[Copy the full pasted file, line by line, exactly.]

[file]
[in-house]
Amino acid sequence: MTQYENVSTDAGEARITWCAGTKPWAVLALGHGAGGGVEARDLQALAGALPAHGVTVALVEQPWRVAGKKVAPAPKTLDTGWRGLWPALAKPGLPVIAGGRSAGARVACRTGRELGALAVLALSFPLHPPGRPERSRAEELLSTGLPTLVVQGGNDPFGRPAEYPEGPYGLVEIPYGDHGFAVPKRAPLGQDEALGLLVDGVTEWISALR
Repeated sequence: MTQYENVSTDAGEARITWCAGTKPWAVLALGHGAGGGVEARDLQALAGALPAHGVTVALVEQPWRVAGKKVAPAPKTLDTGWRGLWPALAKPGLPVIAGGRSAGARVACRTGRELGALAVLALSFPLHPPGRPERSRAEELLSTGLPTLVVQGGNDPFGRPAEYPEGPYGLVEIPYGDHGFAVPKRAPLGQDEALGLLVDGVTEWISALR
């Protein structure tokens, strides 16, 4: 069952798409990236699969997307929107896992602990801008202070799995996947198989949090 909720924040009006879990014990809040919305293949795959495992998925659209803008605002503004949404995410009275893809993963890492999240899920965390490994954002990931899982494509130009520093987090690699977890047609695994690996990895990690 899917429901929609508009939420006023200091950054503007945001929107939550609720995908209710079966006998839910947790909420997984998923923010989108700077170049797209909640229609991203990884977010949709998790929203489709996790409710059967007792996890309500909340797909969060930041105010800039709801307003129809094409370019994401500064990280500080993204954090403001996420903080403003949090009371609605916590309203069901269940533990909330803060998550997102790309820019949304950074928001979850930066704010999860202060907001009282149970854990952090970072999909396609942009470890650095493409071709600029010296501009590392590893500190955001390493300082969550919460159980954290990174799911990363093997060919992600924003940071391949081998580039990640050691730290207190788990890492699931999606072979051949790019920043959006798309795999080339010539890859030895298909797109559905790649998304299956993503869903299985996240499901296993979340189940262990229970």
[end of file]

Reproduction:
[in-house]
Amino acid sequence: MTQYENVSTDAGEARITWCAGTKPWAVLALGHGAGGGVEARDLQALAGALPAHGVTVALVEQPWRVAGKKVAPAPKTLDTGWRGLWPALAKPGLPVIAGGRSAGARVACRTGRELGALAVLALSFPLHPPGRPERSRAEELLSTGLPTLVVQGGNDPFGRPAEYPEGPYGLVEIPYGDHGFAVPKRAPLGQDEALGLLVDGVTEWISALR
Repeated sequence: MTQYENVSTDAGEARITWCAGTKPWAVLALGHGAGGGVEARDLQALAGALPAHGVTVALVEQPWRVAGKKVAPAPKTLDTGWRGLWPALAKPGLPVIAGGRSAGARVACRTGRELGALAVLALSFPLHPPGRPERSRAEELLSTGLPTLVVQGGNDPFGRPAEYPEGPYGLVEIPYGDHGFAVPKRAPLGQDEALGLLVDGVTEWISALR
């Protein structure tokens, strides 16, 4: 069952798409990236699969997307929107896992602990801008202070799995996947198989949090 909720924040009006879990014990809040919305293949795959495992998925659209803008605002503004949404995410009275893809993963890492999240899920965390490994954002990931899982494509130009520093987090690699977890047609695994690996990895990690 899917429901929609508009939420006023200091950054503007945001929107939550609720995908209710079966006998839910947790909420997984998923923010989108700077170049797209909640229609991203990884977010949709998790929203489709996790409710059967007792996890309500909340797909969060930041105010800039709801307003129809094409370019994401500064990280500080993204954090403001996420903080403003949090009371609605916590309203069901269940533990909330803060998550997102790309820019949304950074928001979850930066704010999860202060907001009282149970854990952090970072999909396609942009470890650095493409071709600029010296501009590392590893500190955001390493300082969550919460159980954290990174799911990363093997060919992600924003940071391949081998580039990640050691730290207190788990890492699931999606072979051949790019920043959006798309795999080339010539890859030895298909797109559905790649998304299956993503869903299985996240499901296993979340189940262990229970």